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Butterflies In Your Stomach: How and Why

By Olivia Harlow

“I’ve got butterflies in my stomach.” We all know the feeling: that infamous, nervous fluttering sensation before a work presentation, job interview, sports competition, first kiss, or final exam. It’s the strange combination of excitement, dread, stress, and fear—all stirring nausea in the pit of your stomach. But of course, these “butterflies” aren’t literal winged creatures flying around in your gut. It’s just your body’s chemical reaction to your mind’s thoughts and feelings.


Digestion Linked to Feelings

Interestingly enough, your digestive system is closely tied to your emotions. In fact, the gut holds an estimated 100 million neurons that link directly to the brain—hence why some scientific researchers call the gut a “second brain.” (Think: “Listen to your gut.”) So, when we’re experiencing overwhelming feelings, stomach sickness is inevitably common.


The human body acts involuntarily to defend itself all the time. Your heart beats without you commanding it. You breathe in and out, without thought. Your adrenaline naturally kicks in when a spider creeps across the floor or you hear a loud boom in the night. Your reflexes jolt when you touch something too hot or hit your funny bone against the table. Your heart rate and blood flow and nutrient distribution are all regulated, without your demand. This is all in thanks to the nervous system.


Butterflies in Flight, or Fight

The nervous system is in charge of “fight-or-flight” responses, as well as “rest-and-digest” reactions. While the sympathetic system (fight or flight) increases heart rate, the parasympathetic system (rest and digest) works to decrease it. At any normal moment, the two balance one another to maintain regularity. Any time your heart beat increase drastically, the sympathetic (fight or flight) is taking over the parasympathetic—heightening alertness, releasing higher levels of glucose, raising blood pressure, and stimulating adrenaline. This occurs whenever your brain perceives a potential threat to survival—AKA when you are in fear. It’s the body’s way of dialing into its caveman-like survival mode.


Evolutionary Response

Before cars and frozen meals and heated homes, people had to travel miles in strenuous conditions to hunt for food and care for their families. During hunter-gatherer times, people relied on fight or flight to survive—literally. While chasing prehistoric beasts with spears, increased heart rate and tense muscles gave hunters an edge. They could easily fight and take flight (escape) when in any sticky situation.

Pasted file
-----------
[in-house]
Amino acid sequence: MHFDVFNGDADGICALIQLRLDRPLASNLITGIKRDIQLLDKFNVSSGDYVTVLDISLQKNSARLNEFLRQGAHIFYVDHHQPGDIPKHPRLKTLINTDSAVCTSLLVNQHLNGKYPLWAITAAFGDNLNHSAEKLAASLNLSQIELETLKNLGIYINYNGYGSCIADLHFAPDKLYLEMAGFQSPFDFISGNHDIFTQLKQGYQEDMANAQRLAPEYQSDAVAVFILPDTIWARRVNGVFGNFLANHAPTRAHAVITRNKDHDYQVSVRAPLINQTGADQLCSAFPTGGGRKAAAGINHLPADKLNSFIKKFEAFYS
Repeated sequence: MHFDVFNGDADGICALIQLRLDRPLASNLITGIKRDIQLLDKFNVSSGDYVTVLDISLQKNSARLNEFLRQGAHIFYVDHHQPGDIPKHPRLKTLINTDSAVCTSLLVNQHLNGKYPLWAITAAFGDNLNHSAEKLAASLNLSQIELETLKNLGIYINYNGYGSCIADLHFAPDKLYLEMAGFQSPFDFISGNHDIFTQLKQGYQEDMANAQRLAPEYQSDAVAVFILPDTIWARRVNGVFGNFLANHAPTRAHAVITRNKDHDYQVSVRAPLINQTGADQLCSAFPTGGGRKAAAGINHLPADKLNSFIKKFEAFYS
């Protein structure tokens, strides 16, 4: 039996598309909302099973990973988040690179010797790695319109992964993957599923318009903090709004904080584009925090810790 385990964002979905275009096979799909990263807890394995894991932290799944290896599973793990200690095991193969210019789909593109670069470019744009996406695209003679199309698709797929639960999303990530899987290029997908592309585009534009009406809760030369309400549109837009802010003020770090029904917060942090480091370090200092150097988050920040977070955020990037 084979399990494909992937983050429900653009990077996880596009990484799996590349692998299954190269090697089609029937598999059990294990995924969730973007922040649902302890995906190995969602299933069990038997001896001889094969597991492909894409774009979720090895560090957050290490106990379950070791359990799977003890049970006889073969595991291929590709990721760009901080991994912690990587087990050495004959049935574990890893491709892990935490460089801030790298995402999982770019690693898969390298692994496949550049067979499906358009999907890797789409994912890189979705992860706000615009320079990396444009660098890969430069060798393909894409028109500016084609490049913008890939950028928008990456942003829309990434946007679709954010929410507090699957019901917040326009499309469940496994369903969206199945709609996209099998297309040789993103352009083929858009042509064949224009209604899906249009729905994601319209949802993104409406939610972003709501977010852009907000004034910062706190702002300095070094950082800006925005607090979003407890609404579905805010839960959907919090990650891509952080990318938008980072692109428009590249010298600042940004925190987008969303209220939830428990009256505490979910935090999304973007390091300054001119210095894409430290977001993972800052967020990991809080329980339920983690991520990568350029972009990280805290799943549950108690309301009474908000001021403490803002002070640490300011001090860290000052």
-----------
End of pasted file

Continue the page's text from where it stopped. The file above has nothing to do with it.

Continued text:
Of course a job interview isn’t life-threatening, and a first kiss isn’t going to destroy you. (Well, at least we hope not!) However, in modern times, the body’s chemical reaction to these situations is just the same as it would have been if a saber-tooth tiger were chasing you through Ice Age caverns. When you get the butterflies, it’s your nervous system at work, prepping your body for optimal performance, just as it would at any other point in history.


Belly Science

When we’re scared and overwhelmed with a situation at-hand, blood is redirected to other muscles of the body besides the gut. This results in a blood shortage in the intestines, and therefore a slower digestion. An intense adrenaline rush can even temporarily stop digestion altogether. This reduction of blood flow in the gut creates that infamously icky butterfly feeling, initiating survival mode.


Sure, you might not need extra adrenaline to run away from a stampede, but you might need them to stay upright presenting your job pitch to a large audience. And sure, you might not need an extra boost to shoot a bow and arrow at a savage wolf, but you might need it to talk to the cute guy at the bar. And sure, you might not need your heart rate to increase to charge ahead in a blizzard, but you might need it to step up to the starting line of your marathon… You get the point. Your body is simply a masterpiece at work, doing unfathomable things without our instruction—or even our understanding!


(Crazy fact: If you saw a loved one get smashed beneath a car–yes a morbid thought—you’d get such intense fight or flight adrenaline, that you could literally lift the multi-ton car off of them! Talk about some Neanderthal instincts!)


Next time you find yourself with pre-stage/first date/pre-race jitters, take a few deep breaths and remind yourself that everything’s OK. Trust your body, and listen to your gut—literally. Nerves aren’t always a bad thing, after all. They just mean that you’re ready to beat up a mountain lion and take on the world! (And hey, at least you aren’t actually being chased by a mountain lion, right?)

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